Both good and bad habits in addiction recovery can be powerful.
Sometimes the power of a habit is good for us. Other times, the power of a habit is a problem.
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Take, for example, a habit like brushing your teeth in the morning and before bed. The odds are good that you don’t spend a lot of time thinking about brushing your teeth. Sure, you notice when you are low on toothpaste or when your bristles are worn out. You might pay more conscious attention to tooth-brushing when you know you have a dental appointment coming up. But by and large, brushing your teeth is an activity that happens in the background of your life.
On the other side of the ledger are habits that are not nearly so healthful. Maybe you have gotten in the habit of drinking something sugary with a lot of caffeine in it to help you charge through the afternoon at work or school. It may have started as a one-time pick-me-up, but at this point, perhaps you are chugging the beverage every afternoon without much thought. You know that a bunch of sugar and caffeine is probably problematic, but you have fallen into a habit, and it’s hard to let that habit go.
Habitual use of drugs or alcohol falls into the second category of habits—the ones that create problems. In this case, the habit is especially dangerous because it creates a physical dependence: your body and brain start to believe they need the drug or alcohol to function. So, what starts as a habit turns into dependence, which, more often than not, turns into an addiction.
If you are in the grips of dependence or addiction, you need to get help right away. A fully accredited residential treatment center—like Bel Aire Recovery Center—can help you break free of the chemicals that have hijacked your system. Once you have been through treatment, you are ready to begin your recovery journey.
In recovery is where you will quickly become reminded of the power of habits. Even though you are physically free of drugs and alcohol, you will still experience cravings to return to the behaviors and rituals that accompanied the drug or alcohol use.
A Habit Is Hard to Ignore
In the early days of your recovery, you may find yourself experiencing strong cravings for drugs or alcohol—cravings that can be difficult to resist. But sometimes a momentary craving can be an easier enemy to overcome than a recurring habit.
For example, if you’re used to hanging out with friends who drink or use drugs, you might tell yourself you can still hang out with them without using substances. So you go ahead and attend the party or go to the bar. Then, you might tell yourself that it’s okay to have a little bit of whatever substance they’re indulging in–you can surely limit yourself to just occasional use, right? As you can see, succumbing to old habits can quickly put you on the path to relapse.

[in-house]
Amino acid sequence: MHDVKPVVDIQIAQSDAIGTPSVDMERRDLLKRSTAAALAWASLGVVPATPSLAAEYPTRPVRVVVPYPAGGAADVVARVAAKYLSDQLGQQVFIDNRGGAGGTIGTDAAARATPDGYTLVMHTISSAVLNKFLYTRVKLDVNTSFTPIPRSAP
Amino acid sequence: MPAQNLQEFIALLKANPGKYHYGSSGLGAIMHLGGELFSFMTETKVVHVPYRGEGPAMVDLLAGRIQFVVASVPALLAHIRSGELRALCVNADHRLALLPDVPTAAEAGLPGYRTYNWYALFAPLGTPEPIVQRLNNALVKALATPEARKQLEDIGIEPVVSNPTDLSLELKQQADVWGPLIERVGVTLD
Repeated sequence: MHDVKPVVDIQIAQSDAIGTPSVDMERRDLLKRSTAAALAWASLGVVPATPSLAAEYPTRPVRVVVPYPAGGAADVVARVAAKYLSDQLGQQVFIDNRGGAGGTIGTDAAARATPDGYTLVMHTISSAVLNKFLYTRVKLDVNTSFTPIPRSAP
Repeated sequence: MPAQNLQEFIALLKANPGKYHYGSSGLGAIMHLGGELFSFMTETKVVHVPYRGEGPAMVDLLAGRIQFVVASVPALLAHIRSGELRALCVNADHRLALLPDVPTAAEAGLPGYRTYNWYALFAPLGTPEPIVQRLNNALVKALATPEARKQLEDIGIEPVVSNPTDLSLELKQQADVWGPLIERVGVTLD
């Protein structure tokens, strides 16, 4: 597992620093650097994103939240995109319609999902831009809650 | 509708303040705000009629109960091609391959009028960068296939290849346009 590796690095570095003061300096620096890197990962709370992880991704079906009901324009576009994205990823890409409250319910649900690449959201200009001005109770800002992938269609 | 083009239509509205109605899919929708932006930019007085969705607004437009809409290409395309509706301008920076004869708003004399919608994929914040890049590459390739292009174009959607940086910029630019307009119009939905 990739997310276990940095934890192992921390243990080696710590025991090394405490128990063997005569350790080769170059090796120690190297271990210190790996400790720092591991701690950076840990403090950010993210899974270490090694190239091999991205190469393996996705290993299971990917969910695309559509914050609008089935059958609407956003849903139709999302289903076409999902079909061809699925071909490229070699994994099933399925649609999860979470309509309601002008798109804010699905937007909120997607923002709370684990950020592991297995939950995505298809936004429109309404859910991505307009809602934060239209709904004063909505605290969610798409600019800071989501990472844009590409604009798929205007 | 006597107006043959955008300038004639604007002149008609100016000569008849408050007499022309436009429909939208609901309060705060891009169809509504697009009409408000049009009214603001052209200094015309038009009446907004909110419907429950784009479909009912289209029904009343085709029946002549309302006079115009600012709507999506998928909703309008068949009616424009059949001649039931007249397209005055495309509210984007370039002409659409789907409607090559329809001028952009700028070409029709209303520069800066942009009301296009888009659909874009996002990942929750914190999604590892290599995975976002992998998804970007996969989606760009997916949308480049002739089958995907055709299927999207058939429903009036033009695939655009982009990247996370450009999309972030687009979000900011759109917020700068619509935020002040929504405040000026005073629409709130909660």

Or, you might have been in the habit of using drugs or alcohol whenever you felt especially sad or stressed–or whenever you felt you deserved either a reward or a celebration. If you don’t replace this habit of self-medicating with a healthier habit, you will find yourself in danger of relapse.
All of this is to say: A problematic habit doesn’t need much of a nudge to return.
Establishing New Habits Is a Good Idea
To maintain your sobriety, it is important to replace an old bad habit with productive new habits. That means setting yourself up for success by establishing healthy routines around sleep, eating, and exercising. It means having strategies in place to cope with cravings when they inevitably arise. And it means building a support network of friends you can count on when the going gets tough.
It Is Essential to Remember that Relapse Is Not the End
Bad habits have a way of sneaking back into our lives despite our best efforts to keep them at bay. That’s certainly true for those who are in recovery from a substance use disorder. While it would be wonderful if everyone who went through treatment knew they would never drink or use drugs again, the fact is that relapse is common.
But a relapse is not the end of the story. Think about that sugary, caffeinated drink we were talking about before. Maybe you went 10 days or 10 weeks or 10 months or 10 years without one, but then one day you decide to indulge. And before you know it, you are drinking those beverages regularly once again.
What’s your next move? Well, ideally, you would decide to stop again and would work toward eliminating those beverages from your routine because you know that’s what is best for your health.
The same strategy applies if you relapse. If you start drinking or using drugs again, your next move, ideally, is to return to treatment to regain your sobriety and get back on the right path.
We Are in the Habit of Helping
At Bel Aire Recovery Center, we can help you reclaim your sobriety and your life. We are committed to a continuum of care that provides support and resources during the difficult early days of recovery. And if you suffer a relapse, we will provide the same compassionate, judgment-free care to get your recovery journey restarted. We are eager to help you replace bad habits with good habits that support your ongoing sobriety.